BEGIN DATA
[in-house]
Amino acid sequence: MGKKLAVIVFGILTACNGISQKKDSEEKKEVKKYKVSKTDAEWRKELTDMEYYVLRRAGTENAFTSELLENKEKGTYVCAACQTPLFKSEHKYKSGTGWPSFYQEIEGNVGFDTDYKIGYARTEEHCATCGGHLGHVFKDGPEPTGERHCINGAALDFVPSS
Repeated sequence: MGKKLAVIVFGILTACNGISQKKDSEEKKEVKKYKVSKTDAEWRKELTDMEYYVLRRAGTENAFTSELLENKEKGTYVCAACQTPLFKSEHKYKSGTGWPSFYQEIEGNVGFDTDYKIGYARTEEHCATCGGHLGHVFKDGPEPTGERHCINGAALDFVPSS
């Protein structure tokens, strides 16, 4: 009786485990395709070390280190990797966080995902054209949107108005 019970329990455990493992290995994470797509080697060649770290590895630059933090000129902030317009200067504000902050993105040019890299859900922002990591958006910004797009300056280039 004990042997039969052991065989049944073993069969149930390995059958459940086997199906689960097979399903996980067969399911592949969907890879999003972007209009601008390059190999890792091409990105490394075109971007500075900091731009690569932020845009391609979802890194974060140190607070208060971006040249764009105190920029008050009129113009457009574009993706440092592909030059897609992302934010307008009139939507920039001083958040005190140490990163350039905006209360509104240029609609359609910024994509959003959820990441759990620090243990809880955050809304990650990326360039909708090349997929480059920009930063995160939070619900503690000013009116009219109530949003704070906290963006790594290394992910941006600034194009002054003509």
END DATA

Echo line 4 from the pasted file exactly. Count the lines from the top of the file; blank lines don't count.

């Protein structure tokens, strides 16, 4: 009786485990395709070390280190990797966080995902054209949107108005 019970329990455990493992290995994470797509080697060649770290590895630059933090000129902030317009200067504000902050993105040019890299859900922002990591958006910004797009300056280039 004990042997039969052991065989049944073993069969149930390995059958459940086997199906689960097979399903996980067969399911592949969907890879999003972007209009601008390059190999890792091409990105490394075109971007500075900091731009690569932020845009391609979802890194974060140190607070208060971006040249764009105190920029008050009129113009457009574009993706440092592909030059897609992302934010307008009139939507920039001083958040005190140490990163350039905006209360509104240029609609359609910024994509959003959820990441759990620090243990809880955050809304990650990326360039909708090349997929480059920009930063995160939070619900503690000013009116009219109530949003704070906290963006790594290394992910941006600034194009002054003509």